From gratitude to greed


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Black Friday draws thousands for the rush shopping experience every year.

Black Friday sucks.

It isn’t a secret.  It sucks in the kind of way you can’t help but love to hate.  It’s the kind of twisted, slightly tortuous fun that everyone complains about without fail while sitting on the couch after Thanksgiving dinner, too lazy to shop and too bored to sit around watching football.  But if we all really hate Black Friday shopping so much, what strange force compels us to stand in line outside of Target for five hours in the cold?  Is it the same mysterious power that convinces us we need another TV when the three at home work perfectly fine?

I’ve only been Black Friday shopping twice.  The first time was at a Walmart in the middle of West Virginia.  It was pretty much the only place to shop in the entire town, and I still clearly remember watching a fistfight between two grown men over a giant pink teddy bear.  The second time was better, but just barely. The air conditioning shut off in the mall and, needless to say, no air combined with the overwhelming smell of Bath and Body Works and about a hundred people packed into line is a very appealing shopping experience.  

But honestly, no matter how much Black Friday shopping may eat away at my soul, there’s nothing I’d rather do than stampede into a Best Buy to get that last iPad off the shelf at two in the morning.  It’s the most blatant, indulgent kind of greed that coincidentally comes directly after an entire day dedicated to gratitude and family, and somehow it works. Our idolization of Black Friday has unfortunately started closing in on Thanksgiving Day (is nothing sacred???) but somehow, despite everything, the sheer fun of shopping for hours rivals even the most generous and thankful of hearts.  Materialism and selfishness may be the face of the Black Friday stereotype, but let’s be honest- how many of us are actually in it for the stuff?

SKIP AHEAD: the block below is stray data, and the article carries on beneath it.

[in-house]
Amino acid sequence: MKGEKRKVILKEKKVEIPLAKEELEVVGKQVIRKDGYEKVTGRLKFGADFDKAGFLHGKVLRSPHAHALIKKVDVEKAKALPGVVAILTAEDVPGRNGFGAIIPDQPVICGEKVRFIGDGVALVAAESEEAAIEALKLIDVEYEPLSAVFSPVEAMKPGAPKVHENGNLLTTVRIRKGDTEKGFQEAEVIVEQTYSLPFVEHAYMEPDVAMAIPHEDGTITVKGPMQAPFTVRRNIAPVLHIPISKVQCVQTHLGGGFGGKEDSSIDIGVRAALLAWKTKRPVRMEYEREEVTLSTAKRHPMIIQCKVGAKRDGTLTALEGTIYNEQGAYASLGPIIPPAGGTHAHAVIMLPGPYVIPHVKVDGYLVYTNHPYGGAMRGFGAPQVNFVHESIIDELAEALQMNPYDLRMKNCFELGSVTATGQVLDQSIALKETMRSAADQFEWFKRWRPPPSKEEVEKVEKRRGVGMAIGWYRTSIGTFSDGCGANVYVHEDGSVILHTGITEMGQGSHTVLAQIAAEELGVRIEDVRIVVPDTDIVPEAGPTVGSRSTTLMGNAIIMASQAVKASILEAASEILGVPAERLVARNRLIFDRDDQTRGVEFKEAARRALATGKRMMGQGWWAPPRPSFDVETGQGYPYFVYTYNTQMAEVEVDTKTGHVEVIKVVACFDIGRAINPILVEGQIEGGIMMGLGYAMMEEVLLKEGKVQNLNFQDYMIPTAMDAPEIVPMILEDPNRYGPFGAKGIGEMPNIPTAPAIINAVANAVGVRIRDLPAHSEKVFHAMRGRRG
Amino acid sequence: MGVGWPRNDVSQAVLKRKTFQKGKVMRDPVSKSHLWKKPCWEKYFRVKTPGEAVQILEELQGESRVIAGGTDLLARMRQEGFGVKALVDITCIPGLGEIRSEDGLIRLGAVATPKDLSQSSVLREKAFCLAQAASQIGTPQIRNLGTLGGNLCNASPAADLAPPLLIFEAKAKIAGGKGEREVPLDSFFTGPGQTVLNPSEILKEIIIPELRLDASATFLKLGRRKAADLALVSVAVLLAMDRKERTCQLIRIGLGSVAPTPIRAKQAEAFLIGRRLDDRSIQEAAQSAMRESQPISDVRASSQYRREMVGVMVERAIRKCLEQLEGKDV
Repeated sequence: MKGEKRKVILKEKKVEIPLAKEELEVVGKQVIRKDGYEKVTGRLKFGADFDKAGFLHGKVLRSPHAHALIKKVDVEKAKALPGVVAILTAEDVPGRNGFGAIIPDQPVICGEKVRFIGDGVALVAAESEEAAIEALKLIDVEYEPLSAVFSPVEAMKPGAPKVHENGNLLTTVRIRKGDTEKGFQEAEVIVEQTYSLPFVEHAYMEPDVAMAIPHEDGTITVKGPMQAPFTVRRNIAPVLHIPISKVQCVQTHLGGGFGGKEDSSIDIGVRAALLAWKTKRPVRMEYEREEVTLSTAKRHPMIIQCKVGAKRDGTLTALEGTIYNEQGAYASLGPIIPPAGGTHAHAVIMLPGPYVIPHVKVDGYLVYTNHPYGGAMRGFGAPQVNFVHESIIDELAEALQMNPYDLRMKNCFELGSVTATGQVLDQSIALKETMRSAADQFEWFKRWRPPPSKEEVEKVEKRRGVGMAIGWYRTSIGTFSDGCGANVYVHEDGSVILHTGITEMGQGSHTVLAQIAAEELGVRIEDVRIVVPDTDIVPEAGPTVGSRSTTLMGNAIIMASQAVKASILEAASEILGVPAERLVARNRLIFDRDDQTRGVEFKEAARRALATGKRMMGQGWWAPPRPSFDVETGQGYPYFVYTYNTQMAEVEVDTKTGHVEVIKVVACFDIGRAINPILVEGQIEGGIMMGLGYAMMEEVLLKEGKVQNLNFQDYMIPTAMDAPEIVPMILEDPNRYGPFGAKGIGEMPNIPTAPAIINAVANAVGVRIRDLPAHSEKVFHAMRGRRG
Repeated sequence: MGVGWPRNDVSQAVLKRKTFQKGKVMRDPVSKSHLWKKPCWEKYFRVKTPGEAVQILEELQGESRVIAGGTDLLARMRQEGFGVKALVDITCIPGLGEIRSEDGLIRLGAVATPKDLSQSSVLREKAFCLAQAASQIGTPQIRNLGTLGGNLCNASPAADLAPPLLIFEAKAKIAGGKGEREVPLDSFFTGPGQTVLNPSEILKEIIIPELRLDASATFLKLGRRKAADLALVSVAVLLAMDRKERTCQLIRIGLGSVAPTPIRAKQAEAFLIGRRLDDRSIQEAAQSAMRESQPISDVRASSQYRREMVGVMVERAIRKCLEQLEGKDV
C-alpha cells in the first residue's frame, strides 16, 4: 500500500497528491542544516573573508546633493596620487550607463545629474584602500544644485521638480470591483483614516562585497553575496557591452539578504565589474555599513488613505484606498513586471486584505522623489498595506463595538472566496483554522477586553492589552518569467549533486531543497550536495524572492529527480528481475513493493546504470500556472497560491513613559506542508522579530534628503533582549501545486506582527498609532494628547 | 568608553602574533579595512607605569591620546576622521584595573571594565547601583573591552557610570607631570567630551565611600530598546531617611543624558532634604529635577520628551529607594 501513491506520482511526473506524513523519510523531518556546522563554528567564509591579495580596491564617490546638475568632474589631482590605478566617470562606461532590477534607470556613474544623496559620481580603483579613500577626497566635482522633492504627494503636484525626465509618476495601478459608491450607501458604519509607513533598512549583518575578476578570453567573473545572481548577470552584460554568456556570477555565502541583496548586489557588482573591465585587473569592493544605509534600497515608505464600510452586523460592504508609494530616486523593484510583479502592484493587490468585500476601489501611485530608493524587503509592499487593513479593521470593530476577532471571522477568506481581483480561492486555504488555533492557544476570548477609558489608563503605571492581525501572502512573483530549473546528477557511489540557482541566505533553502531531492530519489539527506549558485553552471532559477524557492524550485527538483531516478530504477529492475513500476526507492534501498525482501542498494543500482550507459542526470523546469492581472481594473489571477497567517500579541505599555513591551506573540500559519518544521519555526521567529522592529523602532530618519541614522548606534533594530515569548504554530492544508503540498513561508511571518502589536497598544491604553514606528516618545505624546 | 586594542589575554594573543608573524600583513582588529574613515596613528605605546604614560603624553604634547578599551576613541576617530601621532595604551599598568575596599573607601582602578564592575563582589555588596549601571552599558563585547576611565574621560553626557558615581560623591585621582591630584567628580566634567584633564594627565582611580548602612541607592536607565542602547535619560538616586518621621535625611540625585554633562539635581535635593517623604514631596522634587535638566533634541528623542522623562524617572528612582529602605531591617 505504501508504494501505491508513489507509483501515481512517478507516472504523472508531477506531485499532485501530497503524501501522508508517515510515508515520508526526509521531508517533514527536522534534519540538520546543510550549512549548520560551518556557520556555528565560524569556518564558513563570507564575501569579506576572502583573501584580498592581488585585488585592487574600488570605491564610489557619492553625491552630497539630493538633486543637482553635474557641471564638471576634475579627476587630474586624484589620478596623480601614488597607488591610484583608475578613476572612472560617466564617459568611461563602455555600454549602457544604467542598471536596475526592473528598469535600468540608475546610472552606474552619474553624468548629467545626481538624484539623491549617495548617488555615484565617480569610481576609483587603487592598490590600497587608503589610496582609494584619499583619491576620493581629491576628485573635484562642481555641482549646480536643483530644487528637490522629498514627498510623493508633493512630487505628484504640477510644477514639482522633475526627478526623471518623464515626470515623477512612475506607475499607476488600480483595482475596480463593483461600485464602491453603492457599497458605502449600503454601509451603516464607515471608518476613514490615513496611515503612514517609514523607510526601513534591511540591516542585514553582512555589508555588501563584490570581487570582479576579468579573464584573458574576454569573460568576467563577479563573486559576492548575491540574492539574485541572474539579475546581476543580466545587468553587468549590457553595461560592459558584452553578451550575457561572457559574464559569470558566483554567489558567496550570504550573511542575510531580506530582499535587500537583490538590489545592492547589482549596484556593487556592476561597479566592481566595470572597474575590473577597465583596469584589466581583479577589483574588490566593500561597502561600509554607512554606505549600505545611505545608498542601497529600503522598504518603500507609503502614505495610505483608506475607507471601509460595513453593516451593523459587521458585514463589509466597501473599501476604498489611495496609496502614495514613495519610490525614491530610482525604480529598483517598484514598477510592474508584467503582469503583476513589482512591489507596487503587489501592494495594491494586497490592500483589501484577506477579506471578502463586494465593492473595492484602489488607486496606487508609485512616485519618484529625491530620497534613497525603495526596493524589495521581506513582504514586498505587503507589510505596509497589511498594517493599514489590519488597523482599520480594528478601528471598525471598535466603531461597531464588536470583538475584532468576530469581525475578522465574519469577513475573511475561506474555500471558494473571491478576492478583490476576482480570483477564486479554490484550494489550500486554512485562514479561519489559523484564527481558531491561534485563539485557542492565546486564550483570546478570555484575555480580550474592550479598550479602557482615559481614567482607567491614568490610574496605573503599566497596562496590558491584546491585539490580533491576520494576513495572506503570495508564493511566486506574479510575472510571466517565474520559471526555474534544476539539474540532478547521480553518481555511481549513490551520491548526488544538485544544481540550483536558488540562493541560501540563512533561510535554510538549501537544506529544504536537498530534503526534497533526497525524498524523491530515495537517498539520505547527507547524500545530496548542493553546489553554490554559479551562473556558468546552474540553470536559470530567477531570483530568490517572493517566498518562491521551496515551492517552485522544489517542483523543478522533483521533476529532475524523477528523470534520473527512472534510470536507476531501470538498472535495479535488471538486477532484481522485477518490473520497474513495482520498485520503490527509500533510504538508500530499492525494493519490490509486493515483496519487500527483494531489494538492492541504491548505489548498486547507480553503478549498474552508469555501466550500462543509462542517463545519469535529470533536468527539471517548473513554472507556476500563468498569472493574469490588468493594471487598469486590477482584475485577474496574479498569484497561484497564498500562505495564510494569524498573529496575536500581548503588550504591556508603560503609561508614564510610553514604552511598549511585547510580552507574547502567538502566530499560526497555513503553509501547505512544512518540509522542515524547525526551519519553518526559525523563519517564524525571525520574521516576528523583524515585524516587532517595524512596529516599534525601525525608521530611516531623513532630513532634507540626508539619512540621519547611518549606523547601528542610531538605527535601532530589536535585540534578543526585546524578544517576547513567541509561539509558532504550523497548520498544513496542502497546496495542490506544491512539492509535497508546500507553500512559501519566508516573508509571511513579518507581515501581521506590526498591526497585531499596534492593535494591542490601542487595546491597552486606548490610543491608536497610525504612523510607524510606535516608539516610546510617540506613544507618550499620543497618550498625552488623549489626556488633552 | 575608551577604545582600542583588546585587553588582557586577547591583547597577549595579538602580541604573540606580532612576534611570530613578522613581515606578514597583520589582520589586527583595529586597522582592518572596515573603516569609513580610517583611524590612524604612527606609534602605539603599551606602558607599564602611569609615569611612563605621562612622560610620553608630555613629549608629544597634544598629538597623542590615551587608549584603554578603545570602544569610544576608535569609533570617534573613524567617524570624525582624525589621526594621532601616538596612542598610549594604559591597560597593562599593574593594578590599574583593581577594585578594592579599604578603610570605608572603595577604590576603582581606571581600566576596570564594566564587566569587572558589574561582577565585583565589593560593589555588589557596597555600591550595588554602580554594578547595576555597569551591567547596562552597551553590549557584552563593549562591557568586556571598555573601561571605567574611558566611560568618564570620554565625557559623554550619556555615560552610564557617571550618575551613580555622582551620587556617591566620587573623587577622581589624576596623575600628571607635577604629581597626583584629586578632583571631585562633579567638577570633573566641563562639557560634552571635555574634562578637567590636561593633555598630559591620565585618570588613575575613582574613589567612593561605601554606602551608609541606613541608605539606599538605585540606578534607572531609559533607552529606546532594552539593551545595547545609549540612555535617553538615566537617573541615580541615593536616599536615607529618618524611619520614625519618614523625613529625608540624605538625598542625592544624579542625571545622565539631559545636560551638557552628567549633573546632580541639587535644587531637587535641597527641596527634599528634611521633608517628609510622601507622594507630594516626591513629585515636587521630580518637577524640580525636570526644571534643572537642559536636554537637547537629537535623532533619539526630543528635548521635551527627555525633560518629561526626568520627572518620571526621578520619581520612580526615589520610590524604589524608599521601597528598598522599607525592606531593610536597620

Obviously, if you are in it for the stuff, Cyber Monday shopping is infinitely better.  Scrolling through Amazon in bed with a cup of hot tea stands in stark contrast to the feet-aching, bag-lugging, chaotic exhaustion that Black Friday will inevitably bring.  But like Thanksgiving, Christmas, and New Year’s Eve, Black Friday has become one of those days that carries the mentality of the holiday season, a tradition of avarice and fun.  It may not be the understandable kind of fun, but personally, I’ll take fistfights and heat waves over peaceful, borderline boring online shopping any day. In the end, it’s not the deals, it’s the experience.  If you’re really in it for the shopping, then Cyber Monday it is. But Black Friday is an irreplaceable kind of social bonding and adrenaline, the kind you have to see to believe and experience to understand.